Silence Or Violence

Communication.JPeG

So when it comes to “Crucial Conversations,” they unfortunately frequently end in silence or violence.


When the “stakes are moderate to high, opinions vary, and emotions run strong” that’s when communication really seems to break down, rather than achieve their goals of working things out. 


Like when our lives are in danger and we have the adrenalin rush reactions to fight or flight, similarly with potentially “dangerous” communications, people become aggressive and abusive or shutdown and withdraw. 


When your afraid of a negative outcome, either you start hammering others with your ideas and opinions or you exit the conversation and seek safety. 


Either way, at this point, there’s no real common ground, negotiation, compromise, or win-win to be easily had…in this pressure cooker poor excuse of a dialogue, it can basically become a tragic win-lose situation.


Perhaps, that’s why there are mediators and neutral third parties that are often brought in to make people feel (relatively) safe again, help them be understood and to understand, and to find a negotiated peace or settlement. 


And what happens when even this doesn’t work and communication and diplomacy fails?


Well that’s when people and countries bring out the big guns and they essentially go to war to win what they hoped to achieve with dialogue. 


Now words are no longer the only choice, but all options are on the table, and that’s when benign words can quickly turn into more drastic or deadly deeds (aka the children reframe of “Sticks and stones can break my bones, but words will never harm me.”


And there is always the thermonuclear option–people supported it with Japan in WWII and they say they would support it with a Tehran that violates the very generous nuclear deal they received.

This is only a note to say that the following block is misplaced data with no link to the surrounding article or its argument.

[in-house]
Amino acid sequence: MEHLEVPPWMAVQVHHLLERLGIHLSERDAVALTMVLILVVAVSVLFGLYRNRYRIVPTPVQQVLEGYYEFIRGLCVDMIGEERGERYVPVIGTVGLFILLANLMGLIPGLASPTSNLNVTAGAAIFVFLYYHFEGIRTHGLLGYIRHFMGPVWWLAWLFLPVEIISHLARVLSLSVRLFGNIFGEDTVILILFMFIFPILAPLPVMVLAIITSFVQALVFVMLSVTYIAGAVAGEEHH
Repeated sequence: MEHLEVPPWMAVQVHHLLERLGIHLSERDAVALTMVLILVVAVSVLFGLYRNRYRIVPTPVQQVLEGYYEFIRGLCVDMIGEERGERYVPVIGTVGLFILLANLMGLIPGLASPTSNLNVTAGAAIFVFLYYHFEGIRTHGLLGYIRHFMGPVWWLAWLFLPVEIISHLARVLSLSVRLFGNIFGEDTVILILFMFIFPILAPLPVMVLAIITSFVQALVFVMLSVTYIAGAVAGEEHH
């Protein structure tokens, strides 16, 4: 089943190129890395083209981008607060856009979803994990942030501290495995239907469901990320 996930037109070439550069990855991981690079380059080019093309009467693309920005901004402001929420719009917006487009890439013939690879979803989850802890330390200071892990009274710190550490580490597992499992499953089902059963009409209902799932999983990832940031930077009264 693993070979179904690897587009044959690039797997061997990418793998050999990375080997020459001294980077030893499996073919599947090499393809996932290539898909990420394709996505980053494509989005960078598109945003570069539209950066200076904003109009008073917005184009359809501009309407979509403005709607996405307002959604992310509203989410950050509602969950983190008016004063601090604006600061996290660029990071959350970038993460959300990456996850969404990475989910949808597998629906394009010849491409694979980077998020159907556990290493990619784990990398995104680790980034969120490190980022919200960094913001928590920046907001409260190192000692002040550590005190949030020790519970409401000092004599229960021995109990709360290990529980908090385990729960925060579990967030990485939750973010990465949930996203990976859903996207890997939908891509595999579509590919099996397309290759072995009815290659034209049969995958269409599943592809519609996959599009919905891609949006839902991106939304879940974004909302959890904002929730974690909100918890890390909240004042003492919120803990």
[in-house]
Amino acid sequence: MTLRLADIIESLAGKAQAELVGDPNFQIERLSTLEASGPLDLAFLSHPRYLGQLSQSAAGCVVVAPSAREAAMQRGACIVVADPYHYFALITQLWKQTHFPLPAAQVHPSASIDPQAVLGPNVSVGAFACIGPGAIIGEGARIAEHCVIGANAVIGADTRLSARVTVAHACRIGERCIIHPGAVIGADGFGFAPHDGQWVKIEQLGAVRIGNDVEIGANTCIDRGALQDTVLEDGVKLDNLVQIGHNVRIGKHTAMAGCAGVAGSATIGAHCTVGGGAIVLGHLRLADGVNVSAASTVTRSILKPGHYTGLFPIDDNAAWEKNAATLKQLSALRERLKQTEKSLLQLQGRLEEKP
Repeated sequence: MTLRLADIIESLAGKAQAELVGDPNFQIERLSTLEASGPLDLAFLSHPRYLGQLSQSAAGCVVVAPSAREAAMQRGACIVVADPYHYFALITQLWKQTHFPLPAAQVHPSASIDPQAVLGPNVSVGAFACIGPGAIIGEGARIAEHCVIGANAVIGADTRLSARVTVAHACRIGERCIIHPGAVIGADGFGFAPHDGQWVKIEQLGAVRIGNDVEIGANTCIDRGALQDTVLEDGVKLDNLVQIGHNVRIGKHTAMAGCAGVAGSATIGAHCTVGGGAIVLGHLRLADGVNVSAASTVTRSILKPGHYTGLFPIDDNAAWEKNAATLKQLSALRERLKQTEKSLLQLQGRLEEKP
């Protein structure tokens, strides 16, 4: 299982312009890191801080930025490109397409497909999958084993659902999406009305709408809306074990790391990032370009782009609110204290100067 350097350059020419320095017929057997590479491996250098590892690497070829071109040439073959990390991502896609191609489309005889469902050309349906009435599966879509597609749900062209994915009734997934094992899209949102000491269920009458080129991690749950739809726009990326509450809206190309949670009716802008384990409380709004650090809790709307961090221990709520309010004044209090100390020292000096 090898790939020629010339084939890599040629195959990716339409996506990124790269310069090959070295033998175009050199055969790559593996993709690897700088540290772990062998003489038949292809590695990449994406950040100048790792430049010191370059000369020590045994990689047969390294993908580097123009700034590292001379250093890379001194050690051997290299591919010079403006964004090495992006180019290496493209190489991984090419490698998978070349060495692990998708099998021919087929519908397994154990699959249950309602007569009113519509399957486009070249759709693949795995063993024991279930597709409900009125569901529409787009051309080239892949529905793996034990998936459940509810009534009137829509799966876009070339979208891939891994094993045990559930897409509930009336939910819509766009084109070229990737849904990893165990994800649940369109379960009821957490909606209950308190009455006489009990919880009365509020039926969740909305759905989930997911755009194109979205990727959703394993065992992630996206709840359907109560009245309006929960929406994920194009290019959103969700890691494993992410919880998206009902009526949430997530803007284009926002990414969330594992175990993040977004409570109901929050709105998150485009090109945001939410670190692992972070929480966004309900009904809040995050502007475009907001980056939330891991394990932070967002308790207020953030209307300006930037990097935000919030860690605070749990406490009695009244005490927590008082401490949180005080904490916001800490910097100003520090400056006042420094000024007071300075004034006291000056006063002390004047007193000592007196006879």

Words are a prelude to a possible peace or an unwanted war. 


They can be the last chance to work things out the way we hope for.


And if words alone can’t resolve the issue, then blood and treasure is spent and spilt to resolve the otherwise unresolvable. 😉


(Source Photo: Andy Blumenthal)

Eye To Eye

Eye to Eye
I took this photo from a sticker plastered on the street corner in Washington, D.C. 



What I like about it, aside from it’s cute, is that I see a message here about good communications and conflict management skills. 



Notice the eyes are different (one is green/yellow and the other is orange/blue)…like it’s two people. 



But there is one mouth open, speaking between them.



This speaks to that while we may be talking to each other and even think we are saying the same thing (“violently in agreement”), we need to make sure that we are listening, understanding, and working through our differences–so at the end, we are both really “seeing eye to eye.” 



While each of us is different, and we may never fully agree (and cabn “agree to disagree”), we can also negotiate and come to terms on a win-win course of action. 



Talk it out, bridge the gaps, and get to a place where we not only are able to see eye to eye, but can then go forward together and make it truly work. 😉



(Source Photo: Andy Blumenthal)